Obama or Hillary can complete the process next year, and assure that all energy exploration in the Arctic will be firmly prohibited by law.

10 Apr 2008

Endangered Species Law in Britain Protects Not-in-the-Least-Endangered Badgers

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No one wants to see the last remnant breeding population of the Greater Spotted Watzit hunted to extinction. So passing Endangered Species Legislation internationally was a piece of cake. Hunters and animal rights enthusiasts came happily together, beaming with joy, as our political leaders a generation ago signed measures providing such protections into law.

No one foresaw that, in the United States, obscure and totally uninteresting weeds, rodents, or newts would soon be utilized to block developments opposed by selfish neighbors or mere crackpots.

It was also overlooked that somebody, i.e. a committee of obscure and unknown academics meeting happily during well-funded junkets to Geneva, would be empowered to identify as “Endangered” anything they pleased, with no appeal, or recourse to the facts, available.

Big game hunters soon found that many trophies of legally shot game species could no longer be brought back from Safari, because, for instance, the reduction of numbers of leopards in certain portions of the big cat’s historic range (and the politics of preservationism) proved perfectly adequate to persuade the Olympians meeting in Geneva to declare all leopards “endangered,” even where leopards were superabundant or where leopards locally represented a hazard or a pest.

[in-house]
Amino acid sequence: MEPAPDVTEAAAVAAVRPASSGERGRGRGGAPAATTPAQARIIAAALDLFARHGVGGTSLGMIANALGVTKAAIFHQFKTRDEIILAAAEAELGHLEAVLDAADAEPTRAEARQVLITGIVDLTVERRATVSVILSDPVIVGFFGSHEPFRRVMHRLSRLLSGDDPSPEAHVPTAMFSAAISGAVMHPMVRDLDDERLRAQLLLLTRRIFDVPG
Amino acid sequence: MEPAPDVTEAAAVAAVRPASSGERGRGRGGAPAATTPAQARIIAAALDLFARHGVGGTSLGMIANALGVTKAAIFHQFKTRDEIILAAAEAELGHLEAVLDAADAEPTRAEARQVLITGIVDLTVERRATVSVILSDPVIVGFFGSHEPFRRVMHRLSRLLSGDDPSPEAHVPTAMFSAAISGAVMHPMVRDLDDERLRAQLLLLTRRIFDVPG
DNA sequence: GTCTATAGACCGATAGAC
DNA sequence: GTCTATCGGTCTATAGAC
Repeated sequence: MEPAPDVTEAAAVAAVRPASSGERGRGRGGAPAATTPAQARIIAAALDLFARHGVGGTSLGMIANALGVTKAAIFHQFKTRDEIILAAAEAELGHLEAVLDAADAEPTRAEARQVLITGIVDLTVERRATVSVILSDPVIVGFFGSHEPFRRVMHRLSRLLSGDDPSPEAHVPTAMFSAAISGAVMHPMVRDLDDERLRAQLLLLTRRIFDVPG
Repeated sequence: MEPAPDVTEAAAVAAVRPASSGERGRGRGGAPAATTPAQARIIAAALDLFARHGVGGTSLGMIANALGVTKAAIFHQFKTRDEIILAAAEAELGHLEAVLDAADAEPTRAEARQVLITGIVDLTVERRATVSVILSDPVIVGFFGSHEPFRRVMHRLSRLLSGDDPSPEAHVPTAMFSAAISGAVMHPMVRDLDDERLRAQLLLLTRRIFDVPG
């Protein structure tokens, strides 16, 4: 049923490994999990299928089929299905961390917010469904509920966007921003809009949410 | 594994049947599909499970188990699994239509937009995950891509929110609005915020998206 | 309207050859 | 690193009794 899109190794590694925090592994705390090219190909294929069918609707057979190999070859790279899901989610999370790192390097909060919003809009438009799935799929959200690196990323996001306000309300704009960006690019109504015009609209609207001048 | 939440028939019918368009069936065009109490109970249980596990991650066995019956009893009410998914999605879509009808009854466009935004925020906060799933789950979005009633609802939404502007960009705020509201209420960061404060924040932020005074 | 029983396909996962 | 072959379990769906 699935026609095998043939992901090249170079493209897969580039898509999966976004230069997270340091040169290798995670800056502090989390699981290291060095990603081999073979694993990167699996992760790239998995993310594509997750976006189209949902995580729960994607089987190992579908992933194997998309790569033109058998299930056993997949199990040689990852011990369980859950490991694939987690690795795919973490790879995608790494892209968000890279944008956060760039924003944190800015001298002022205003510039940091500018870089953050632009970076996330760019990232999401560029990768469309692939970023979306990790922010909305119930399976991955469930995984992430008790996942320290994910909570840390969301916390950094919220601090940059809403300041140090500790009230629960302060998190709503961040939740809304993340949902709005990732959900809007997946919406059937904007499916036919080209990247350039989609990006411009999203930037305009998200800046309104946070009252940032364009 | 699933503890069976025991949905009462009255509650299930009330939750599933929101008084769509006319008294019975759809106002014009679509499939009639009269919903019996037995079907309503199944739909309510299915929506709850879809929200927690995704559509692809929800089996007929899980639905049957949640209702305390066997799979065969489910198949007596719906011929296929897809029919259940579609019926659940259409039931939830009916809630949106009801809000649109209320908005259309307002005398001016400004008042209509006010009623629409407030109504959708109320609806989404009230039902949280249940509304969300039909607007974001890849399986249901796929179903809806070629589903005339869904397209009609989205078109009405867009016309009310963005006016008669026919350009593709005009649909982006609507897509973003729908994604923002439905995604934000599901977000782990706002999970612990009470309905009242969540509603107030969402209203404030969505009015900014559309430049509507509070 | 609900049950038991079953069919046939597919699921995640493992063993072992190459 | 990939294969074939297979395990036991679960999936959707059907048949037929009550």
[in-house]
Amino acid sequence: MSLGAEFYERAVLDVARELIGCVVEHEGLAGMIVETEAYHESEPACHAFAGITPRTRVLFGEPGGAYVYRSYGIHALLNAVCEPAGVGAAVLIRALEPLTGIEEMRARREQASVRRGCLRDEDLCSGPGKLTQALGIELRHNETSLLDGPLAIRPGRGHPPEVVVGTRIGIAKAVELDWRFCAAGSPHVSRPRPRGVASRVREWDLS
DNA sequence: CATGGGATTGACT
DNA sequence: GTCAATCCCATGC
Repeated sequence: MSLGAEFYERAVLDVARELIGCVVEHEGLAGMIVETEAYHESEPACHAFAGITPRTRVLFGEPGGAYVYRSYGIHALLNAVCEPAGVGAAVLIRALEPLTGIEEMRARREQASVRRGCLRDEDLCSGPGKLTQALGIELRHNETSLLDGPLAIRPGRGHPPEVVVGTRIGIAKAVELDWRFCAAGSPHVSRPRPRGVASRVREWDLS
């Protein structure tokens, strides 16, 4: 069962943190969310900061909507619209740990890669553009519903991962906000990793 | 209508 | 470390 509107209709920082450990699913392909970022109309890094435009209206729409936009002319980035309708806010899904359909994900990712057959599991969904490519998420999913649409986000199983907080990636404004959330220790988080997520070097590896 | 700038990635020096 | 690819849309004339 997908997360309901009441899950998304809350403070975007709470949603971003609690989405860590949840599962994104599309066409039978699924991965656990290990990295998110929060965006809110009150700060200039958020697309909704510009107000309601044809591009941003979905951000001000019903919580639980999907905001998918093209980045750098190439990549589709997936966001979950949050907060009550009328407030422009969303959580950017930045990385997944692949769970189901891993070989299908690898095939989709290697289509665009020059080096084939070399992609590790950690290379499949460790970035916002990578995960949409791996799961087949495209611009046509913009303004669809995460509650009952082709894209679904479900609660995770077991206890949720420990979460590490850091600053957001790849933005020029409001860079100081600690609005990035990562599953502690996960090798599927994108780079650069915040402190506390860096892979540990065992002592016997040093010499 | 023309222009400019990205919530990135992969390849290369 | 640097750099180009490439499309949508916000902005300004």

In today’s Britain, superabundant badgers are causing problems for farmers by spreading bovine tuberculosis, but Brock the Badger is utterly and completely protected by law. So much as mess with a badger’s den, and you may get six months in chokey for every badger you’ve theoretically inconvenienced.

The Times of London notes:

Once a species manages to creep on to a protected list, there is no shifting it. Badgers have gained their untouchable status because, in the 1950s and 1960s, farmers were ploughing up their setts. A law requiring farmers to seek licences before destroying setts was passed in 1973. As a result, badgers featured in the Council of Europe’s Bern Treaty in 1979, which committed Britain to protecting the species for ever after. The more badger numbers have increased, the more the Government has defended them. The 1992 Act does include provisions for farmers to seek licences to control badgers, but hardly any have been issued since 1997.

In other words, whether an animal is protected or not owes little to its current numbers; it just depends on how EU ministers were feeling after a good lunch in Switzerland 29 years ago.

Hat tip to Frank Dobbs.

18 Oct 2007

Schwarzenegger Signs Two New Anti-Gun Bills

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California’s formerly-Republican Governor has signed two anti-gun bills embodying controversial theories.

Assembly Bill 821 bans the use of lead bullets in a number of California hunting zones inhabited by the California Condor (Gymnogyps californianus) on the basis of the belief that the few surviving California Condors could ingest bullets from wounded-and-lost game animals or from hunter’s gut piles, then fail to regurgitate or quickly pass such foreign objects, consequently succumbing to lead poisoning.